Let's look at the games in ascending order of complexity and importance.

This was out of a Queens Gambit Declined. Black looks much better with his dominant rooks and his well-placed Kt c4. But is he really? That white Bishop is an absolute  boss, protecting g2 and controlling h7,g6. White should activate immediately with 33. Ra1! - Now neither pawn can be taken without allowing an immediate draw 33.- Nxe5 34. Ra8+ Kf7 35. Ra7+ or 33.-- Rxb4  34. Ra8+ etc.  Black can play on with 33. Ra1 Rd8 of course but then he has nothing much with 34. Ra7 Rxb4 35. Rg3 g5 36. Bh7+ Kh8 37. Bc2 generating dangerous counterplay

Topalov was not in time trouble (he very rarely is). Nor are these variations hard to calculate. It is an indicator of his very poor form (and probably, lack of motivation by this stage) that he played  33.Rg3 Re2 34.Ra1 Nxe5 35.Ra8+ Kf7 36.Bh7 g5 37.Bg8+ Kf6 38.Rf8+ Kg7 39.Re8 Ng6 40.Bxe6 Nf4 (0–1). If 41. Bd7 Rxe8 42. Bxe8 Ne2+ kills it

Anand-Giri looked nice and equal in the diagram.
On normal moves like 24. -- Qc5 25. Bd3, it should just burn out. Instead, Giri tried the amazing 24.-- Bxf2+!?
After the more or less forced sequence 24. Bxf2+ 25.Kxf2 Qb6+ 26.Kf1 Nh5 27.g4 fxg3 28.Bd3 Rxe1+ 29.Rxe1 Nf4 30.Nd4 g6 31.Be4 Qf6 it's hard to tell who is better, if indeed anybody is. Anand returned the exchange on e1 and then sacrificed his entire queenside to pile onto f7. If Giri doesn't take the perpetual towards the end, Ng4-h6 is a potent threat from white's side. Also black must beware of white marching Kh6. But of course, Giri took the perpetual.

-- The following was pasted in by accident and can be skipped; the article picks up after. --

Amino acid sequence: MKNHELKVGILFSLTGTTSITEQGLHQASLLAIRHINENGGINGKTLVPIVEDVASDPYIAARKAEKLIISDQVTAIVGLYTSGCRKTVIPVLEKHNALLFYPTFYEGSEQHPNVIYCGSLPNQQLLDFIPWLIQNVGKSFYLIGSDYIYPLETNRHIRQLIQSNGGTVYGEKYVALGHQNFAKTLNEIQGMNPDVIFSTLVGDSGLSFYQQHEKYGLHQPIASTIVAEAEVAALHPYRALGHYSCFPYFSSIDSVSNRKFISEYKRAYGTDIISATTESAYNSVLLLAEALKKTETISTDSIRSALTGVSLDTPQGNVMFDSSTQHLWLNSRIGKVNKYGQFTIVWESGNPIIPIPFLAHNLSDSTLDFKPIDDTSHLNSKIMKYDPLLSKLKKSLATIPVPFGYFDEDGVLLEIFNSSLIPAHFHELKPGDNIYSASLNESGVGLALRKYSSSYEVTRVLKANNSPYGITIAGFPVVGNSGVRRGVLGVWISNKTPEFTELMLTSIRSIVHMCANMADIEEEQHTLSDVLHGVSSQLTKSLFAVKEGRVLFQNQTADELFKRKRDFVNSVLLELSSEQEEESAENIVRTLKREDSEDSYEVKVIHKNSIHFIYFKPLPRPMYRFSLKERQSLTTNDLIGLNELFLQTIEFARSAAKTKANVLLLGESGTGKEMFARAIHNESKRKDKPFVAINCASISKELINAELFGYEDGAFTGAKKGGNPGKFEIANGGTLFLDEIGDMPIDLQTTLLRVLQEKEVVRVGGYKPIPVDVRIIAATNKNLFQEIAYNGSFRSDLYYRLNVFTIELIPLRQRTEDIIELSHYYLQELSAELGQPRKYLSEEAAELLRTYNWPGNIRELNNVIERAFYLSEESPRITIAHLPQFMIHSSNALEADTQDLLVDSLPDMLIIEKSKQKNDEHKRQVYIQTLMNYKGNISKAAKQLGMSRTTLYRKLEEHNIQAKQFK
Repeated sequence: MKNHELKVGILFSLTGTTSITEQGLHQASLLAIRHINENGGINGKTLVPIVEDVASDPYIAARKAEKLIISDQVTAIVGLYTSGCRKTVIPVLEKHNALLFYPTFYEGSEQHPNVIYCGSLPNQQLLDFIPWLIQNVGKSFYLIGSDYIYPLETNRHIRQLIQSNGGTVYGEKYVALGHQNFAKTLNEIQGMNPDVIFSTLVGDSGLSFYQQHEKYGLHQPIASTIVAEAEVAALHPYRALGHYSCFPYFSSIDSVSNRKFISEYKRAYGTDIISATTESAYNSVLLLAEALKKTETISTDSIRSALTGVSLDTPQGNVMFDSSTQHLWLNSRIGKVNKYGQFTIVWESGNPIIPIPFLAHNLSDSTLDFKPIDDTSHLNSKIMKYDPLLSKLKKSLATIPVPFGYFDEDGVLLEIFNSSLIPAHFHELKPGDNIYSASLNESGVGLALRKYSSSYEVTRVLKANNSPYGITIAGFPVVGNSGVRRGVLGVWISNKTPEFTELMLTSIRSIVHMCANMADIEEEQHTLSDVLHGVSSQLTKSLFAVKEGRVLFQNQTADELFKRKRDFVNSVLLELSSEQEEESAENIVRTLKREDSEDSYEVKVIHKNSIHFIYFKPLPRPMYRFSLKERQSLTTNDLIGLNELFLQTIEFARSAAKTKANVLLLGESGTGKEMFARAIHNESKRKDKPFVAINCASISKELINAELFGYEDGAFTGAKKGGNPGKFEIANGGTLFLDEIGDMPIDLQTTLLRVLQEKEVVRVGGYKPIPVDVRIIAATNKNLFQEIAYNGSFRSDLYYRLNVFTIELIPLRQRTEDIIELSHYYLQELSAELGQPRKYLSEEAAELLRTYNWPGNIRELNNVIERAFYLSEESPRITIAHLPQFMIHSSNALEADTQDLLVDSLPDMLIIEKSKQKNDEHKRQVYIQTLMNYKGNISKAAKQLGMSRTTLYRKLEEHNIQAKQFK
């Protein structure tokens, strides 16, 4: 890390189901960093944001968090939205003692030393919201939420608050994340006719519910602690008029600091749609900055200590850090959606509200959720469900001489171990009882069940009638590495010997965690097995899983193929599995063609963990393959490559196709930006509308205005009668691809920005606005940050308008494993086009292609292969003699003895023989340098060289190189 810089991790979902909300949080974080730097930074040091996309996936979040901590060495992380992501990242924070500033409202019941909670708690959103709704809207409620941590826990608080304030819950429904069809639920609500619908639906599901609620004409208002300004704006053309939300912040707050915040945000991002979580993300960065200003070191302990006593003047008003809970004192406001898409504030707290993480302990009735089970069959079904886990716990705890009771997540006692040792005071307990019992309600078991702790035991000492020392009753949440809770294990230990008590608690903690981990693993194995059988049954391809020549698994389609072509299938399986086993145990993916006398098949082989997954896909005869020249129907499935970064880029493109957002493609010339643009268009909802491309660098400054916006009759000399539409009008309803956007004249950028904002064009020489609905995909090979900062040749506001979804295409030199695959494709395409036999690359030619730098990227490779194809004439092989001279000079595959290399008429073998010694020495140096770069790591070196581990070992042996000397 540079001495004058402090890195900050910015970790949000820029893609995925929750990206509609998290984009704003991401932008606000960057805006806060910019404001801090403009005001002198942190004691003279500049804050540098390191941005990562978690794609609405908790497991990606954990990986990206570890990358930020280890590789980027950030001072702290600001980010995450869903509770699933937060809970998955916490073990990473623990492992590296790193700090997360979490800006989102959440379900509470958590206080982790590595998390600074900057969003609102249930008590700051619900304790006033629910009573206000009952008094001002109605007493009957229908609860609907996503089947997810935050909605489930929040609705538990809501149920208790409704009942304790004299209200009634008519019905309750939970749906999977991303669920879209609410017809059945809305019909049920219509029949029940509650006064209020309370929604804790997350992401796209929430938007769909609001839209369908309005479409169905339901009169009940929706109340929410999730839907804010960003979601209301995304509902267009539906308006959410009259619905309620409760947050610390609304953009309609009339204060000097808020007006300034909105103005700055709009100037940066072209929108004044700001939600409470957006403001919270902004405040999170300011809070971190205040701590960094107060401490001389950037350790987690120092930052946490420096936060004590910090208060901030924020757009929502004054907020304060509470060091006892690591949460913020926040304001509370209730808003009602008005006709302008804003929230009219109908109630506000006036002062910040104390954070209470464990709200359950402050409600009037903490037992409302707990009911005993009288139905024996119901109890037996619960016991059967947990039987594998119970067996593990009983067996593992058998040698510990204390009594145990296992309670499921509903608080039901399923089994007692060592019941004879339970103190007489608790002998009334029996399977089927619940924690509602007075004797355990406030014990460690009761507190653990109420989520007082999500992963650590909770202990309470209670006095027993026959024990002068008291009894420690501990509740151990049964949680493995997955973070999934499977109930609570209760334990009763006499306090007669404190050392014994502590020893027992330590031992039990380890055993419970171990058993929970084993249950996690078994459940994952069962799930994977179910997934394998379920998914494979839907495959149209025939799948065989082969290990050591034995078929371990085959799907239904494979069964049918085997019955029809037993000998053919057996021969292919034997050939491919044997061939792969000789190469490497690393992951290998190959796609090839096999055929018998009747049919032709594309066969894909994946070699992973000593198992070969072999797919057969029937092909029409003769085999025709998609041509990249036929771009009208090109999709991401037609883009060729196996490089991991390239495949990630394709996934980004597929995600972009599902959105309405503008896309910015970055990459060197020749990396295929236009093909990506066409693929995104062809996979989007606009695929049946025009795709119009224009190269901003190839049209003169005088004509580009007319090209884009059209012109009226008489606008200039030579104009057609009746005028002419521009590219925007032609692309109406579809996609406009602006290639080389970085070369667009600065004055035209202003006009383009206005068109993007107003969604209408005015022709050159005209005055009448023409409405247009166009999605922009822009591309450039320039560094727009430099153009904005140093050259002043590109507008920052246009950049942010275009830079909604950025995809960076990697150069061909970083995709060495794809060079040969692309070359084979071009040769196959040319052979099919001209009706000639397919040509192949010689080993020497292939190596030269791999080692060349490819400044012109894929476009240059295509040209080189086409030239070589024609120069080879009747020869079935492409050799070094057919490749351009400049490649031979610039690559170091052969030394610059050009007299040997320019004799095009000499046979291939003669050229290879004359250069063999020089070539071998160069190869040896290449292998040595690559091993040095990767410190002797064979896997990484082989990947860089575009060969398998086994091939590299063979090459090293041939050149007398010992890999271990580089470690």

This game pretty much finished Anand's challenge in the event. Of course, when Anand's game ended, Aronian was pressing against Karjakin and Caruana-Svidler was unclear. But both Caruana and Karjakin would have to lose to give Anand a reasonable chance in Rd 14.

Aronian had built a nice edge out of an English Opening


 Crazy  tactics start at this point. Both players assessed the normal 25, -- c6 26. Rxb5 cxb5 27. Nd6 s good for white. The engines agree that this is a little superior for white. 
The actual play went 25.-- Nxa3?! 26.c6! Qe7 27.Qa2 bxc6 28.Rxc6 Bf7 29.Rc5! This hits Nd5 and cuts off the Queen's defence of the Kt-a3. It triggers the next tactical flurry. Black went with 29.-- Nxe3!? 30.Qxa3 Rxb2 31.Qxb2 Nxg2 32.Kxg2 a3 33.Qb7 Qd8 34.Qxc7 Qxc7 35.Rxc7 Bd5 36.Rc5 a2 37.Bc3 Bg8 38.Ba1 Rb8 39.Ra5 Rb1 40.Bc3 Rd1 and somehow black is still hanging on. Aronian must have thought he was winning. He tried all sorts of reshuffles and complicated piece placements over the next umpteen moves. But Karjakin just kept finding good defensive resources.

Caruana - Svidler was more up and down.

Black has generated serious pressure in the centre. He seems better because the Qd5 has more influence than Qa4. But the last move 34.. - Rae8 misses a cute little tactic. White played 35.dxe5 Nxe5 36.Nxe5 Rxe5 37.Bxf4! and now the apparently excellent 37. -- Rxe4? 38. Rxd5 Rxe1+ Kh2 39. Nxf4 is refuted by an X-ray 37. -- Rxe4? 38. Qxe8+!  and the white queen's placement suddenly makes sense. So Svidler had to play 37.-- Qb5 38.Qxb5 Rxb5 39.Bd6 Kh8 40.g4 Nf6 41.Nxf6 Rxe1+ 42.Rxe1 Bxf6 43.Re8+ Kg7 44. Bb4 Re5 45. Rc8 and white is better because he can target the queenside pawns.  But this is by no means easy to win.